CBSSports.com Senior Writer

Want my advice? NCAA, put the hammer down

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INDIANAPOLIS -- Mark Emmert wouldn't discuss a possible college football playoff.

Not whether he'd like to see one.

Not whether he thinks the sport needs one.

"My personal opinion on that isn't particularly relevant," the NCAA president told us, and he never really strayed. That was disappointing. But, to his credit, Emmert was open to discussing just about anything else, both on and off the record. And so during a four-course meal spread over nearly four hours at St. Elmo Steak House here in Indianapolis on Tuesday, I -- along with eight other reporters from various national media outlets -- peppered Emmert about countless issues, and he was remarkably candid while responding.

He discussed his desire for coaches who lie to NCAA investigators to be held to the same standard as student-athletes who lie to NCAA investigators, and that can't be good news for the Tennessee basketball program. He discussed, in a conversation about Auburn quarterback Cam Newton, the possibility of changing NCAA rules so that a student-athlete pays a stiff price for a father who shops his services, though he repeatedly explained why and how the issue is complicated.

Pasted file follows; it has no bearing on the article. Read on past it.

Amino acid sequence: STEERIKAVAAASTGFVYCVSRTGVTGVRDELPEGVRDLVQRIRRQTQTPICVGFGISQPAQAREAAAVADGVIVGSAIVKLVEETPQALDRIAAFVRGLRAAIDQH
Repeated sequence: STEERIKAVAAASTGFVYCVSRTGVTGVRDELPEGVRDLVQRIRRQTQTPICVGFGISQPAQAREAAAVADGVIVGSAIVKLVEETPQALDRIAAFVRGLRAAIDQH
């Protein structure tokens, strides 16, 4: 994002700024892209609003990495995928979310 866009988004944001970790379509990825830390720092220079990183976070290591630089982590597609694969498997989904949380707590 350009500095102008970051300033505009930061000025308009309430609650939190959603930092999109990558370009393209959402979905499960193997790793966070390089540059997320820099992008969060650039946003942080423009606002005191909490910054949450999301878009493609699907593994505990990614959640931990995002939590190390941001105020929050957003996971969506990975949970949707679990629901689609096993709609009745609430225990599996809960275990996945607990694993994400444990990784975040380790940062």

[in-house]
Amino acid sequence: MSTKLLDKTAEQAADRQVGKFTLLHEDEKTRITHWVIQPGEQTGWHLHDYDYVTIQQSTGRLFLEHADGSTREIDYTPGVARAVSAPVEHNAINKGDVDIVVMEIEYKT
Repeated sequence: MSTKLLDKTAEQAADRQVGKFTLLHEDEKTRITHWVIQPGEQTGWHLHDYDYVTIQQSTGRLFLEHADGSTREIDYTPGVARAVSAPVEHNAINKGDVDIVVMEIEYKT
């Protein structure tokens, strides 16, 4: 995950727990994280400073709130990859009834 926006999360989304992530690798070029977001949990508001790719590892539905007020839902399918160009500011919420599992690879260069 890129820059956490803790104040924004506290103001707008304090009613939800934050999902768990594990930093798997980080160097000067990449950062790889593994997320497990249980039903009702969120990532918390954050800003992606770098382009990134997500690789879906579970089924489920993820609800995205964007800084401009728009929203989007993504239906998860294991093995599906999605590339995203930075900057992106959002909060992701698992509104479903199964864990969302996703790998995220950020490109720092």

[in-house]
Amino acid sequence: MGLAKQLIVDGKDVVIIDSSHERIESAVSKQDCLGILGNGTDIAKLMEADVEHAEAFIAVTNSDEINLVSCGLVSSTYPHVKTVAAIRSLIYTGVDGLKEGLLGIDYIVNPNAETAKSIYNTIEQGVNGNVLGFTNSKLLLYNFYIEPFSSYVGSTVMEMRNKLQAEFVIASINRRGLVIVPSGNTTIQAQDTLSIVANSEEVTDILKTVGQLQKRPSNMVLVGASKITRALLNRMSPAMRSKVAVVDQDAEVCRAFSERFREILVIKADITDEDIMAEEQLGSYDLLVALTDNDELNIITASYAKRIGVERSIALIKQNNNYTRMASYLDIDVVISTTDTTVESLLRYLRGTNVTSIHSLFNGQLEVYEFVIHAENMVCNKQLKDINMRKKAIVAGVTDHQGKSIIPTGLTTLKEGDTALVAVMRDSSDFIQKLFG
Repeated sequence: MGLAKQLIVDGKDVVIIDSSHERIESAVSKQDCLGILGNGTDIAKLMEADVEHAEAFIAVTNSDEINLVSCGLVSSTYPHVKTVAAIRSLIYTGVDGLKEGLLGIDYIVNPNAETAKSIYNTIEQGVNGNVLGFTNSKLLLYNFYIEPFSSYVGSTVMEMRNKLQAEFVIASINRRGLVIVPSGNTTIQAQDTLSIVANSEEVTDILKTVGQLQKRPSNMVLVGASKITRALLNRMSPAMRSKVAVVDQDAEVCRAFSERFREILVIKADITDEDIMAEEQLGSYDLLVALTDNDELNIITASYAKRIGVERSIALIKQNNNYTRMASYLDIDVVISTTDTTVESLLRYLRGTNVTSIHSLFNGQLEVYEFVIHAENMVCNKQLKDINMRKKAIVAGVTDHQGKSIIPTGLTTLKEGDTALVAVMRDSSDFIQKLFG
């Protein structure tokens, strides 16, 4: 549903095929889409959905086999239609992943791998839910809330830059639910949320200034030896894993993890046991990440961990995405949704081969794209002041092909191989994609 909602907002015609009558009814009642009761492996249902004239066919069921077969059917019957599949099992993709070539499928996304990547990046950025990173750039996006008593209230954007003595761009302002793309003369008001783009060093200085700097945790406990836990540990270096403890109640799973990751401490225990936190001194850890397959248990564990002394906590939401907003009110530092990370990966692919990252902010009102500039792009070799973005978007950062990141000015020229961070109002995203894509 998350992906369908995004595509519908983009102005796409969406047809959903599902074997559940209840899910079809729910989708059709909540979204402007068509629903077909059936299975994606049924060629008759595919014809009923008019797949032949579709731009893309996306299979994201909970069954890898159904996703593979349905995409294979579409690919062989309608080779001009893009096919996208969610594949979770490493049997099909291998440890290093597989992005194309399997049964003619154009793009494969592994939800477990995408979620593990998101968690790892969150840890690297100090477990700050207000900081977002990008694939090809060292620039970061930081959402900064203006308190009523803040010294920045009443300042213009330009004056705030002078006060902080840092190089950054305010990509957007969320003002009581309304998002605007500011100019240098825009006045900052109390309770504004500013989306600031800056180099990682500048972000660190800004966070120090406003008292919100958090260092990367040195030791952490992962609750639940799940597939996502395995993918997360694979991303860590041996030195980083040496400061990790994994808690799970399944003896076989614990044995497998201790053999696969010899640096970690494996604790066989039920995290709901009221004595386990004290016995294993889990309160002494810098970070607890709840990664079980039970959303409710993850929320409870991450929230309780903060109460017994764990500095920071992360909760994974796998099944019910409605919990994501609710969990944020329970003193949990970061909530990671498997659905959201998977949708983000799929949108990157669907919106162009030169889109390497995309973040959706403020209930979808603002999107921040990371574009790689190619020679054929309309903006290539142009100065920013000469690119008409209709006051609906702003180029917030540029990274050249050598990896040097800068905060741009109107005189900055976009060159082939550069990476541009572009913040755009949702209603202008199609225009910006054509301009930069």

The one-and-done rule came up.

So did the role agents play in college athletics.

Conference expansion?

Yes, we touched on that, too.

And though we didn't agree on every subject or even understand each other's points of view in all cases, it was refreshing to have the opportunity to speak at length in a casual setting with the man now in charge of one of the most beleaguered organizations in sports, if not the most beleaguered. Emmert has a tough job, and he knows it. But one of the things he's actively trying to do is humanize the NCAA as much as possible, which was, in some ways, the motivation behind our invitations to Indianapolis.

"When you fail to put a face on something you allow people to say it's this amorphous bureaucracy -- this uncaring, unknowing amorphous bureaucracy," Emmert said. "That's exactly what I don't want the world to see us as."

Which brings me back to this 24-hour trip. We met with Emmert and Vice President of Communications Bob Williams on Tuesday night, met with Senior Vice President Greg Shaheen and Vice President of Enforcement Julie Roe-Lach on Wednesday morning. All told, I spent about seven hours talking with high-ranking NCAA officials. It was educational, useful and worthwhile. Multiple times, they even asked for advice or ideas that might help them do their jobs more effectively. It was proof that Emmert and everybody below Emmert understands their goal of solving the problems that plague collegiate athletics is difficult, bordering on impossible.

So they told us that they're open to suggestions.

Here's mine: Punish harshly when you catch somebody in the wrong.

That's it.

That's all I ask.